ShareThis Page
Editorials

Sunday pops: Costa's post-Parkland gambit

| Saturday, March 3, 2018, 9:00 p.m.
Senate Minority Leader Jay Costa, D-Forest Hills, talks with Tribune-Review editors and reporters in 2015.
Andrew Russell | Trib Total Media
Senate Minority Leader Jay Costa, D-Forest Hills, talks with Tribune-Review editors and reporters in 2015.
Pennsylvania Auditor General Eugene DePasquale
James Knox | Tribune-Review
Pennsylvania Auditor General Eugene DePasquale
A vehicle drives by a pothole larger than a car on Route 711 in Stahlstown, Westmoreland County, on Monday, Feb. 19, 2018.
Dan Speicher | Tribune-Review
A vehicle drives by a pothole larger than a car on Route 711 in Stahlstown, Westmoreland County, on Monday, Feb. 19, 2018.

State Senate Minority Leader Jay Costa, D-Forest Hills, is introducing post-Parkland legislation to prohibit future investments by Pennsylvania's retirement funds and treasurer in makers of “any military-style weapon,” “large capacity ammunition clips” or “accessories that enhance the capabilities of assault weapons” (bump stocks). Passage by the GOP-controlled Legislature seems unlikely. But if Republicans seeking re-election defeat or don't allow votes on his bill, Democratic challengers will use that against them. Will Mr. Costa's strategy backfire on him and his party? Stay tuned. … Democratic state Auditor General Eugene DePasquale confirmed to PennLive Feb. 21 that he was considering running in the new 10th Congressional District as drawn by the state Supreme Court and quickly challenged by Republicans. The suspense didn't last long: He said last Monday he won't enter that race. Expect widespread speculation that he's eyeing a 2022 gubernatorial bid to continue. … As more motorists fall victim to winter's bumper crop of potholes, they learn, to their chagrin, what the Trib recently reported: State law makes obtaining PennDOT or Pennsylvania Turnpike reimbursement for pothole damage to vehicles virtually impossible. The state's “sovereign immunity” rules do keep taxpayers from footing blown-tire and bent-rim bills. But those rules also deprive those agencies of a powerful incentive — avoiding such reimbursement — to do a better job of fixing potholes. Like legalized gambling, when it comes to potholes, the “house” — the state — always wins.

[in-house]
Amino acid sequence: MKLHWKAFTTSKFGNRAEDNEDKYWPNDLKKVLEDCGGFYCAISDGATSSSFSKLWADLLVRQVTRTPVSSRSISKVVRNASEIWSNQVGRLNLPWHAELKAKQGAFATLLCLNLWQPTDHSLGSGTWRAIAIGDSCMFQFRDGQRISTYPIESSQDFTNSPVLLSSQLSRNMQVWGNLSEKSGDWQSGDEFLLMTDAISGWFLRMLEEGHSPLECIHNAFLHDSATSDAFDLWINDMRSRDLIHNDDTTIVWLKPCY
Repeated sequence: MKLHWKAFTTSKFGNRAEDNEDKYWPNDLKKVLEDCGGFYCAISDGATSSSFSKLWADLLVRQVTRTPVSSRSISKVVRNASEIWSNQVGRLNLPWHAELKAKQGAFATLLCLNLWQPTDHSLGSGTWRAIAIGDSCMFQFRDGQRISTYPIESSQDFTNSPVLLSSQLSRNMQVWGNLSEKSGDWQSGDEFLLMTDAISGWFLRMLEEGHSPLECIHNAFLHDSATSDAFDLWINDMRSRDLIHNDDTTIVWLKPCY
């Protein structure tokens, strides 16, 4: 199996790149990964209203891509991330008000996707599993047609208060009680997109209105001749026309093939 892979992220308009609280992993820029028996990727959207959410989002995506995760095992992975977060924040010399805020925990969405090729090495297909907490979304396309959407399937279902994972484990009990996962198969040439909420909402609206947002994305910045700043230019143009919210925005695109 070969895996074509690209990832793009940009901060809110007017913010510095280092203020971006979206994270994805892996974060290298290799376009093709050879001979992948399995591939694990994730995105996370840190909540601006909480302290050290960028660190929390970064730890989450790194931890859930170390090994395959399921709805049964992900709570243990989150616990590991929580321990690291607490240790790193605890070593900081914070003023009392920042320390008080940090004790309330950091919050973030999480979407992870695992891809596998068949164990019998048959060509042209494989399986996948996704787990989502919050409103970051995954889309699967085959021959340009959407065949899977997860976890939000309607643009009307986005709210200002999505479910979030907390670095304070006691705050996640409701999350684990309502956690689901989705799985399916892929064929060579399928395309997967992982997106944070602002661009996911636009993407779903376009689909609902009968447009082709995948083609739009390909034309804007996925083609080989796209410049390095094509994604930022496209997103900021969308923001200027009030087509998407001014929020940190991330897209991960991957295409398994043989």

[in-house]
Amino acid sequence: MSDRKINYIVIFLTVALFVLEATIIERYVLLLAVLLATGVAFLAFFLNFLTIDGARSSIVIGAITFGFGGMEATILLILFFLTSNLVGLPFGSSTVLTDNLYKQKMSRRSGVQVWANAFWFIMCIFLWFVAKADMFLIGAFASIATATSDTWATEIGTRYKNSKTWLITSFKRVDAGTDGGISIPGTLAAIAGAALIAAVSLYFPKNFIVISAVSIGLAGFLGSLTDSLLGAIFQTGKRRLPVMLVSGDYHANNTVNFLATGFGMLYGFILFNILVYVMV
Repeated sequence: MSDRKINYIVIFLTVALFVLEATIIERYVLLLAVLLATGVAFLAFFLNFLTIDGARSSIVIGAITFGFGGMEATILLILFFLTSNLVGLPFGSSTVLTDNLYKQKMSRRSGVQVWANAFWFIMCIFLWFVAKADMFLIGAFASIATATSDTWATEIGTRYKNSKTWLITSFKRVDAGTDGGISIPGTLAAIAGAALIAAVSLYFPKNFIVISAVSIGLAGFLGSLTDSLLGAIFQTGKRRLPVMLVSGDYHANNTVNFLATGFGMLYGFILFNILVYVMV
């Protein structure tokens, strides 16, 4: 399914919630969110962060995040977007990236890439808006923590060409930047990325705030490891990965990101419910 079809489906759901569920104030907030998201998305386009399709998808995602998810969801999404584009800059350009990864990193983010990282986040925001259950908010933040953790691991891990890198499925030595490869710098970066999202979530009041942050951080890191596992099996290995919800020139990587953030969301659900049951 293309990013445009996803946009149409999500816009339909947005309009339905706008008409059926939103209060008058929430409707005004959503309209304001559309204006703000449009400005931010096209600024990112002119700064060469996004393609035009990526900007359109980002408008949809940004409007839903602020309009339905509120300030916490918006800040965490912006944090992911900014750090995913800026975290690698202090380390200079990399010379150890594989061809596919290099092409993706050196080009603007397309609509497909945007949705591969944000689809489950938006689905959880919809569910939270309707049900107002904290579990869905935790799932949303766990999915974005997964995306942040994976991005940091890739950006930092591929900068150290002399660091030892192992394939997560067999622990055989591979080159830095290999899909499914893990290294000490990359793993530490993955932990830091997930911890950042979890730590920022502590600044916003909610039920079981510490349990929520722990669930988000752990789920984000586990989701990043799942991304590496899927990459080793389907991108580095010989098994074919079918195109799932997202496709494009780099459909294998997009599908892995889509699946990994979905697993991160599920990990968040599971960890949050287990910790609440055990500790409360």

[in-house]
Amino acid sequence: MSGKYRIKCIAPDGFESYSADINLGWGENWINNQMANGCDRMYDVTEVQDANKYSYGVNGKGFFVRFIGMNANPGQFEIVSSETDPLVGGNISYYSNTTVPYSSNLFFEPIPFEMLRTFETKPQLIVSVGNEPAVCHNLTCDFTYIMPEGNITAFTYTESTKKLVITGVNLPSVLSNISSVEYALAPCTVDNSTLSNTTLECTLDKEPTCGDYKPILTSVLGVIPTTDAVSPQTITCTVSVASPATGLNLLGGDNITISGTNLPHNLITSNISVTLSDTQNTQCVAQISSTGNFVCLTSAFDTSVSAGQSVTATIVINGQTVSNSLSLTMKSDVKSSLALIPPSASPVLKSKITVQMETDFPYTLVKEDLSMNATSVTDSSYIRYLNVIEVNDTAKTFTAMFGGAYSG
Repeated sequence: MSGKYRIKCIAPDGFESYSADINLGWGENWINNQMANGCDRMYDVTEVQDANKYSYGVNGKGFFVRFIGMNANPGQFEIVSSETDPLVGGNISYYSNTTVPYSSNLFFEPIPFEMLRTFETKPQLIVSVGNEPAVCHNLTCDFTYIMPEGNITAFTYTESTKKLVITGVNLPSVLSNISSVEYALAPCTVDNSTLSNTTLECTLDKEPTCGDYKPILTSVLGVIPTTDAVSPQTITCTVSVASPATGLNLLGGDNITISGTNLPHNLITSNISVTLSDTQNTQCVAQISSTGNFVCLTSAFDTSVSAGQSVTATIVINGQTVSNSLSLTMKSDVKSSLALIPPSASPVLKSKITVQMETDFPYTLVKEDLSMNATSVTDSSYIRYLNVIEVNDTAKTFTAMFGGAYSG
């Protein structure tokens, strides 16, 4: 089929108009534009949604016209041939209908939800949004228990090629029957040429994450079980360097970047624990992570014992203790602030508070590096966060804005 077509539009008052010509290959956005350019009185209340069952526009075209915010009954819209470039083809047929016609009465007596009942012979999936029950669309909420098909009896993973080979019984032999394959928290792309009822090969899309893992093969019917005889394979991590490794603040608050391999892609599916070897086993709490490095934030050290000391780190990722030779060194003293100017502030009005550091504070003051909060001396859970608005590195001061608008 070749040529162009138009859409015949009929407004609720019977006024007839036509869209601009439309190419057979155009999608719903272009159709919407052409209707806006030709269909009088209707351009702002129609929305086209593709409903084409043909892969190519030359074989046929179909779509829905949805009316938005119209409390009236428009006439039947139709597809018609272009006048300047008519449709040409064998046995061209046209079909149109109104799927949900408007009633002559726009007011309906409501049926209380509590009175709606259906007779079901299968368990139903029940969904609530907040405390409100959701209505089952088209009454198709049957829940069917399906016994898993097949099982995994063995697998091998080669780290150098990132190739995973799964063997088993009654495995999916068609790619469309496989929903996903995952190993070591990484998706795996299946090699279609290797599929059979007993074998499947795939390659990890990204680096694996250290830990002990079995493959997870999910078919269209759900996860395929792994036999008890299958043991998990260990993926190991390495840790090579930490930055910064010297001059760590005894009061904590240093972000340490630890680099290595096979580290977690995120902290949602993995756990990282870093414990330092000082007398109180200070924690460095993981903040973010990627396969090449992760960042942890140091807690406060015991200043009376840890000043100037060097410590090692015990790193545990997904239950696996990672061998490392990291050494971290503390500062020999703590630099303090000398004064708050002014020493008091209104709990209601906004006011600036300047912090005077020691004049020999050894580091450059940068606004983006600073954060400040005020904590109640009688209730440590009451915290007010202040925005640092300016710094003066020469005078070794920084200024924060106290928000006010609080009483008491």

TribLIVE commenting policy

You are solely responsible for your comments and by using TribLive.com you agree to our Terms of Service.

We moderate comments. Our goal is to provide substantive commentary for a general readership. By screening submissions, we provide a space where readers can share intelligent and informed commentary that enhances the quality of our news and information.

While most comments will be posted if they are on-topic and not abusive, moderating decisions are subjective. We will make them as carefully and consistently as we can. Because of the volume of reader comments, we cannot review individual moderation decisions with readers.

We value thoughtful comments representing a range of views that make their point quickly and politely. We make an effort to protect discussions from repeated comments either by the same reader or different readers

We follow the same standards for taste as the daily newspaper. A few things we won't tolerate: personal attacks, obscenity, vulgarity, profanity (including expletives and letters followed by dashes), commercial promotion, impersonations, incoherence, proselytizing and SHOUTING. Don't include URLs to Web sites.

We do not edit comments. They are either approved or deleted. We reserve the right to edit a comment that is quoted or excerpted in an article. In this case, we may fix spelling and punctuation.

We welcome strong opinions and criticism of our work, but we don't want comments to become bogged down with discussions of our policies and we will moderate accordingly.

We appreciate it when readers and people quoted in articles or blog posts point out errors of fact or emphasis and will investigate all assertions. But these suggestions should be sent via e-mail. To avoid distracting other readers, we won't publish comments that suggest a correction. Instead, corrections will be made in a blog post or in an article.

click me